Styles and levels of acting in Zimbabwean traditional performances
PublisherUniversity of Botswana, Department of English, http://www.ub.bw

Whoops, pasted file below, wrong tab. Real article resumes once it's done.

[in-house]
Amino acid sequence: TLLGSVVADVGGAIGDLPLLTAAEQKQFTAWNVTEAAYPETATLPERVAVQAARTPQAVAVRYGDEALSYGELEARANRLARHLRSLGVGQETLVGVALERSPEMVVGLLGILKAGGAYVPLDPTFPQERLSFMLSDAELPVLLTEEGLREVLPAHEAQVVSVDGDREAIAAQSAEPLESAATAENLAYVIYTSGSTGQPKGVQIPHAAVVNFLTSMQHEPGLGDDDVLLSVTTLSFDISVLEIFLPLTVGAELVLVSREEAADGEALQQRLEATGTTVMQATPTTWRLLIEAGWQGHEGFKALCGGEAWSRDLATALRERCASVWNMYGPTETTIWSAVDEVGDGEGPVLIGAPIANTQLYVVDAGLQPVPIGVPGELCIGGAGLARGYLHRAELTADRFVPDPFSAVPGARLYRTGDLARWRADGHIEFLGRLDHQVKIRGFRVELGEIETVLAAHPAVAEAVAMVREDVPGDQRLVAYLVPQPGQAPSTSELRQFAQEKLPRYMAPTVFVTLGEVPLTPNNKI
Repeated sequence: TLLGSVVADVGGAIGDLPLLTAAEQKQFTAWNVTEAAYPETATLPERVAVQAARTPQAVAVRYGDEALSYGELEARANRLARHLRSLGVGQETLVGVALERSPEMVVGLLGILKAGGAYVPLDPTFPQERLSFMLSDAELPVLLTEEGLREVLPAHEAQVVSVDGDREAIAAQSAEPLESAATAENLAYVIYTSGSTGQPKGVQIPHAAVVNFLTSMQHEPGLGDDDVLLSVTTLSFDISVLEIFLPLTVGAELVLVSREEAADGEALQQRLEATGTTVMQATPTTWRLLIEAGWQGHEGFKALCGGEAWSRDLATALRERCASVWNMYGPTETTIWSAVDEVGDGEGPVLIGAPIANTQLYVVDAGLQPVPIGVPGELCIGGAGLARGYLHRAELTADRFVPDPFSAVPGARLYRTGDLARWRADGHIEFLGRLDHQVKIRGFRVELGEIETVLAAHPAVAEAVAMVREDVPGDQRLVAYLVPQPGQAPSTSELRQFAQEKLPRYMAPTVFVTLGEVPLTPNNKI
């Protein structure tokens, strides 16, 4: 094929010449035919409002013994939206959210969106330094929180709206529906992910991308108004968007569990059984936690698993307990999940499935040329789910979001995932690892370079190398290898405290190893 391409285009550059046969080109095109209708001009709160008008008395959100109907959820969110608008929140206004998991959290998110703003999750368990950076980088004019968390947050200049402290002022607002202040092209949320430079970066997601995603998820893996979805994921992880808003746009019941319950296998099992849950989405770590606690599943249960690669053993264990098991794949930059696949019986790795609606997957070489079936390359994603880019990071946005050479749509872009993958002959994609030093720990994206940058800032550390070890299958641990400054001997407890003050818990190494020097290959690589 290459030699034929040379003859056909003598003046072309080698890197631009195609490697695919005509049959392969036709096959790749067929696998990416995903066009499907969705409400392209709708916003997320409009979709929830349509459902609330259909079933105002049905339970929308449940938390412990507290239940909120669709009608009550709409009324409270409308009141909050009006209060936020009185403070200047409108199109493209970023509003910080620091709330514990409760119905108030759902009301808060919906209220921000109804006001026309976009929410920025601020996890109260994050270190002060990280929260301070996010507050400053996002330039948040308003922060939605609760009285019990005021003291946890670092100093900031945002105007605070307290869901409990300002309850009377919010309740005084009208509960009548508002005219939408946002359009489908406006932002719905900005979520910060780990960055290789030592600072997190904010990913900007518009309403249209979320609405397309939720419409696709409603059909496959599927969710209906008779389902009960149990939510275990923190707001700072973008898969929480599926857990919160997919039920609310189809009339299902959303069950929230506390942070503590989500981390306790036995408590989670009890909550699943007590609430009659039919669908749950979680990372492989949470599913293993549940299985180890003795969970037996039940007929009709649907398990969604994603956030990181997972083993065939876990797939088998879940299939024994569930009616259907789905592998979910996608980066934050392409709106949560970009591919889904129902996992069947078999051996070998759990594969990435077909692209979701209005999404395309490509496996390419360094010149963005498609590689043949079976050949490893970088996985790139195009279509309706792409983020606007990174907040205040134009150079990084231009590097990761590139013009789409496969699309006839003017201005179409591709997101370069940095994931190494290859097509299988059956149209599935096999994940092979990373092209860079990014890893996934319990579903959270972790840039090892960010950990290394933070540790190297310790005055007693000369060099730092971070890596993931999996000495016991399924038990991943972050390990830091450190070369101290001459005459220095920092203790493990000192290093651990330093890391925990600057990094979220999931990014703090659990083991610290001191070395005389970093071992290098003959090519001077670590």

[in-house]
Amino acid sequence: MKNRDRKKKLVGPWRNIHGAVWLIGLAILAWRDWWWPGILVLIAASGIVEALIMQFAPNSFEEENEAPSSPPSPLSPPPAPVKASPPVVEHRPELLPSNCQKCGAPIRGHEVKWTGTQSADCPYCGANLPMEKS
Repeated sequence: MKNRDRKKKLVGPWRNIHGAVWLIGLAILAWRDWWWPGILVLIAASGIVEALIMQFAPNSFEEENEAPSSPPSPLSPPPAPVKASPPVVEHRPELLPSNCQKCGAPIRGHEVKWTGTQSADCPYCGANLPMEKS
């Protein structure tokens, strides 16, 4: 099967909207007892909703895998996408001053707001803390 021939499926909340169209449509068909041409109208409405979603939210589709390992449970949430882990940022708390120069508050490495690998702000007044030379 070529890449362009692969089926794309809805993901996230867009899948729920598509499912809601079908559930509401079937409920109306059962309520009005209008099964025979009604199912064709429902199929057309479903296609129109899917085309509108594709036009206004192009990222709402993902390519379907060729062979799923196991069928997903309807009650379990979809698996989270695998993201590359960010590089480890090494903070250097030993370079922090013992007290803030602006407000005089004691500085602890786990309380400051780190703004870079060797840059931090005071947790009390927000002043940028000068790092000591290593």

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In this paper, I intend to support Schechner's (1988:197) argument that "to be in trance is not to be out of control", and that in trance or possession the performer does exhibit elements of acting. Schechner mentions that two processes are indentifiable in performance: the performer is either "subtracted" in a performance closely resembling the art of the shaman who acts in ecstasy or what Jerzy Grotowski calls the "holy actor", or the performer is "added to" or "doubled", according to Antonin Artaud, in the process of performing. This "doubled" actor is considered to be in trance, something Schechner likens to Constantin Stanislavski's "character actor". In defining these two phenomena and other forms of acting, my intention in this paper is to prove that the whole of Africa is a gold mine of artistic performances. I intend to prove this by analyzing the acting styles and levels in Zimbabwean traditional performances. In traditional Zimbabwean performances, acting is realized in different social functions and contexts. In the contexts of this paper, acting means to feign, to simulate, to represent, to impersonate. (E.T. Kirby 1972 3) Defining acting and instances where acting is realized. Secondly, I will show how Zimbabwean societies use these define/identified qualities in different contexts. Thirdly, I will judge the levels of acting regarding their seriousness, commitment and functions. To achieve these aims, I will analyze four categories of performances, storytelling, childrens's make-believe, rituals and ceremonies.